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The Dead Secret is Wilkie Collins’ fourth novel. It first appeared in serial form in Charles Dickens’ Household Words magazine during 1856. Like many of Collins’ books, it features incidents and themes which were considered to be sensational at the time; in this case, sex before marriage, illegitimacy, and fraud.
The novel opens with a scene at Porthgenna Tower, a mansion in Cornwall, where the lady of the house, Mrs. Treverton, is dying. On her deathbed, she tries to force her maidservant, Sarah Leeson, to swear that she will give a letter Mrs. Treverton has written to her husband, Captain Treverton, once she is dead. The letter reveals an important family secret in which Sarah is deeply involved and which she consequently is desperately unwilling to pass on. Mrs. Treverton succeeds in making Sarah swear not to destroy the letter or remove it from the house, but dies before making the young woman swear to give the letter to the Captain. Sarah therefore finds a place to conceal it within the house.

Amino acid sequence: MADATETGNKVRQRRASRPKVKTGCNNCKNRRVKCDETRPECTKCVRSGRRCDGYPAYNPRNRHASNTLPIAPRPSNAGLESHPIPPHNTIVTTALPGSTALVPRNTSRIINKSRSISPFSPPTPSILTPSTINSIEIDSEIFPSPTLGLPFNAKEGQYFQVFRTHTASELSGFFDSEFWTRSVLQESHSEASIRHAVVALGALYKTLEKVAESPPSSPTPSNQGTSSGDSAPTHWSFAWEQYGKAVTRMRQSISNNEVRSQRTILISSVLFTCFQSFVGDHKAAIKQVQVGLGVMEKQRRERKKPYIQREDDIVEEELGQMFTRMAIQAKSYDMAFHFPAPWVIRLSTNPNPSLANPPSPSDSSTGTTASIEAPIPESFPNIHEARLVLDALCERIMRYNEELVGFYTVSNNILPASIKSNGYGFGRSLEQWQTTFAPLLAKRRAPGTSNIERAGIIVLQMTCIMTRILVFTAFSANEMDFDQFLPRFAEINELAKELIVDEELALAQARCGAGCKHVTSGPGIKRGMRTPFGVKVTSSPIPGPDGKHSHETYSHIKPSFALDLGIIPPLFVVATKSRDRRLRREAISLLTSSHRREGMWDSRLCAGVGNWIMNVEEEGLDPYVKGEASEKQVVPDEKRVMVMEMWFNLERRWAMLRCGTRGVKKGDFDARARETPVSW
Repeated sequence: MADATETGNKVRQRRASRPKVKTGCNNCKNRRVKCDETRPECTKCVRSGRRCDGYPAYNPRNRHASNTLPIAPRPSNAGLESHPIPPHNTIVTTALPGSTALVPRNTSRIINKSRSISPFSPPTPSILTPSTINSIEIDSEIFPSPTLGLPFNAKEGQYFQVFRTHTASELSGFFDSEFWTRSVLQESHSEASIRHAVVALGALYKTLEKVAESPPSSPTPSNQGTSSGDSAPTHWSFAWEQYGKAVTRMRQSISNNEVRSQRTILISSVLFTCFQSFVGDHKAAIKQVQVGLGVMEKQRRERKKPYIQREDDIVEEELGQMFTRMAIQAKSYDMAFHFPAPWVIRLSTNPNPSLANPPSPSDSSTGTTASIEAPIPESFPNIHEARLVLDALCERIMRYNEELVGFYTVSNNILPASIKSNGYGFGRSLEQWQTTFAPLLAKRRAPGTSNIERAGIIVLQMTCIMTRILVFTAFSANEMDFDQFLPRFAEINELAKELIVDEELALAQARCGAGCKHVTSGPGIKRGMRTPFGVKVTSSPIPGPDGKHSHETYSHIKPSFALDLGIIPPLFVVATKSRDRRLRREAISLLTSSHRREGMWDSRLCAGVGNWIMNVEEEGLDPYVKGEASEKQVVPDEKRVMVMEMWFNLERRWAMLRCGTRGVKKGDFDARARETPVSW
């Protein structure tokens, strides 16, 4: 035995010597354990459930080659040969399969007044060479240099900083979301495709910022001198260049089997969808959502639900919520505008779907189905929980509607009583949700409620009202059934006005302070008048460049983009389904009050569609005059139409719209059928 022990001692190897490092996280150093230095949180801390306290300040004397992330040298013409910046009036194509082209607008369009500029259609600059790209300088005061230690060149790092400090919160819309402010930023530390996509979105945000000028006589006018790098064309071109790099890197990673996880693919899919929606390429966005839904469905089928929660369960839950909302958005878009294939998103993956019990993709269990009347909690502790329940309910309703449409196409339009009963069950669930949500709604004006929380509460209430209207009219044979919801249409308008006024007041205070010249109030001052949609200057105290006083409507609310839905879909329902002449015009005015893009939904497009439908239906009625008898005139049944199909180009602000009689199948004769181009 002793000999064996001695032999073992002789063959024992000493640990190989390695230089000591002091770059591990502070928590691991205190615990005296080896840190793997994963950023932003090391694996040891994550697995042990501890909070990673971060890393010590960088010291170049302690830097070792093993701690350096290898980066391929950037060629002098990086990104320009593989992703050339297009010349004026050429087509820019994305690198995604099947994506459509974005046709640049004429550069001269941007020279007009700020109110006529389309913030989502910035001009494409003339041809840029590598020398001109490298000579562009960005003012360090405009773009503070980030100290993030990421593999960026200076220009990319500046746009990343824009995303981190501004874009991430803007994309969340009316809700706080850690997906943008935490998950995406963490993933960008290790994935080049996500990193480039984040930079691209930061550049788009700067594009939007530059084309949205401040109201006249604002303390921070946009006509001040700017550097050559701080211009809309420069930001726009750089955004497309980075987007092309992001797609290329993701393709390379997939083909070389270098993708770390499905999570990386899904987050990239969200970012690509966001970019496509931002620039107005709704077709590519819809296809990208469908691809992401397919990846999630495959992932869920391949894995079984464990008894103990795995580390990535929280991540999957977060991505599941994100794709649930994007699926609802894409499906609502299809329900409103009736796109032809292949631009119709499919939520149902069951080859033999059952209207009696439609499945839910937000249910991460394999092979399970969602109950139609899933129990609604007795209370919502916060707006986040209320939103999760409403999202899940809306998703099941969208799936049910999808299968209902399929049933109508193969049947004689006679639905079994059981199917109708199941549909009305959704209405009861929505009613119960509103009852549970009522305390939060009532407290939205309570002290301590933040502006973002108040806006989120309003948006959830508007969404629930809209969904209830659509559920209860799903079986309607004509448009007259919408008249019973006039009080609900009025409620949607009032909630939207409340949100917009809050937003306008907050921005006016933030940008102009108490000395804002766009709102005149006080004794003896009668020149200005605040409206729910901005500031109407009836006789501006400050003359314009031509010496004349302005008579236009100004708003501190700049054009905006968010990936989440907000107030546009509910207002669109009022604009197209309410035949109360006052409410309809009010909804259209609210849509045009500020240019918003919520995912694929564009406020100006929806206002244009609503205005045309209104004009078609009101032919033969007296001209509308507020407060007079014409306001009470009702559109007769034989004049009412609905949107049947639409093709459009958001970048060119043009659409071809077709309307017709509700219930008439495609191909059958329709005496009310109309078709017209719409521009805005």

The rest of the novel deals with Rosamond, the Treverton’s daughter, who grows to adulthood and marries Leonard Franklin, a young man of a welltodo family, who is afflicted with blindness. Franklin purchases Porthgenna Tower after the Captain’s death, and the couple plan to move into the property and renovate it. Doing so, however, means that they are likely to uncover the hidden letter concealing the family secret.
While critics don’t consider The Dead Secret to be one of Collins’ best novels, it contains some of the same elements of mystery and suspense as The Woman in White and The Moonstone, and much of his characteristic wry humor.